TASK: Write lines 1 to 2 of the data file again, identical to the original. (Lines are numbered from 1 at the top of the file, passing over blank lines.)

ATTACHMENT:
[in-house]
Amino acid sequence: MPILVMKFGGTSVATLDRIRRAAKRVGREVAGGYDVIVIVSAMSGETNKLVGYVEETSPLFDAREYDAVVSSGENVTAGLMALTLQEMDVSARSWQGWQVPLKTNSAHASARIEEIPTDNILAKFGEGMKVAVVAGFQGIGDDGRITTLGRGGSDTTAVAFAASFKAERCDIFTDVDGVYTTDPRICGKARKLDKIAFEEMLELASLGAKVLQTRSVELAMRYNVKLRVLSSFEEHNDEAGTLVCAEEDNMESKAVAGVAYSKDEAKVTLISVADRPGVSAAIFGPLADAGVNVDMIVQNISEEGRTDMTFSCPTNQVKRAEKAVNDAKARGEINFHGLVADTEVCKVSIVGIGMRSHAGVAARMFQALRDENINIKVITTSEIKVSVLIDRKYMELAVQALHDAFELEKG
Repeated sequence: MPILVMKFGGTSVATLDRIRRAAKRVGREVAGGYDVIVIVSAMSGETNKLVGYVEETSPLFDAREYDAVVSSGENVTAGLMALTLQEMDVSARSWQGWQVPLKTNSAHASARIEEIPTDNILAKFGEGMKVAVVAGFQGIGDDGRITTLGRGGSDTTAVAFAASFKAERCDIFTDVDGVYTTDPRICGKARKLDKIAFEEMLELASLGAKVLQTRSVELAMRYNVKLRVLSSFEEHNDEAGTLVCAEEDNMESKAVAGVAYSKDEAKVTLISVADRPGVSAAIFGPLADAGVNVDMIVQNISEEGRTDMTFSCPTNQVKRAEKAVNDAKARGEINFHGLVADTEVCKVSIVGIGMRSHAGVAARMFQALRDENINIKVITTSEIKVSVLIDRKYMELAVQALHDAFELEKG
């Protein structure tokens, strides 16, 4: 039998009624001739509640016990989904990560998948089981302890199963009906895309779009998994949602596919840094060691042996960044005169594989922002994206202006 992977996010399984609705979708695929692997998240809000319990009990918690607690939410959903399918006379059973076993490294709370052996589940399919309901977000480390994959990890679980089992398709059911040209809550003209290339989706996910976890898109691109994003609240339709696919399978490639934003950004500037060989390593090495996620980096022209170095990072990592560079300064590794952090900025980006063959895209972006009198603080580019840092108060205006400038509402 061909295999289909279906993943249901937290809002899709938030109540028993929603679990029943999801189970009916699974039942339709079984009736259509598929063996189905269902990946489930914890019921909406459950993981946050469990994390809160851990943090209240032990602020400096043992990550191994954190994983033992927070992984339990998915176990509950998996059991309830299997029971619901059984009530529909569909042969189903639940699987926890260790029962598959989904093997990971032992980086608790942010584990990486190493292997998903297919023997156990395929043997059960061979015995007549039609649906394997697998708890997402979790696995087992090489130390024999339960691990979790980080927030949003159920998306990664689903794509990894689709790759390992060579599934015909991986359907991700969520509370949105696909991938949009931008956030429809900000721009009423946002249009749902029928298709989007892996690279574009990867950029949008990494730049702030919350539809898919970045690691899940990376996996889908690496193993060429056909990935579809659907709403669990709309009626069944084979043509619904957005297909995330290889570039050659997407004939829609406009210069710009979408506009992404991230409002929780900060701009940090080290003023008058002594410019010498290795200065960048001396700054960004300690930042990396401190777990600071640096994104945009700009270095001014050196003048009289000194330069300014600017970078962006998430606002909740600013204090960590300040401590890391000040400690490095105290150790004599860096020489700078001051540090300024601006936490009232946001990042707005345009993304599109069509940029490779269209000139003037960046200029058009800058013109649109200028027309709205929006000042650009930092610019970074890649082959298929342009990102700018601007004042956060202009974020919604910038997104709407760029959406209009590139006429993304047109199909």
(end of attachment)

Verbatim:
[in-house]
Amino acid sequence: MPILVMKFGGTSVATLDRIRRAAKRVGREVAGGYDVIVIVSAMSGETNKLVGYVEETSPLFDAREYDAVVSSGENVTAGLMALTLQEMDVSARSWQGWQVPLKTNSAHASARIEEIPTDNILAKFGEGMKVAVVAGFQGIGDDGRITTLGRGGSDTTAVAFAASFKAERCDIFTDVDGVYTTDPRICGKARKLDKIAFEEMLELASLGAKVLQTRSVELAMRYNVKLRVLSSFEEHNDEAGTLVCAEEDNMESKAVAGVAYSKDEAKVTLISVADRPGVSAAIFGPLADAGVNVDMIVQNISEEGRTDMTFSCPTNQVKRAEKAVNDAKARGEINFHGLVADTEVCKVSIVGIGMRSHAGVAARMFQALRDENINIKVITTSEIKVSVLIDRKYMELAVQALHDAFELEKG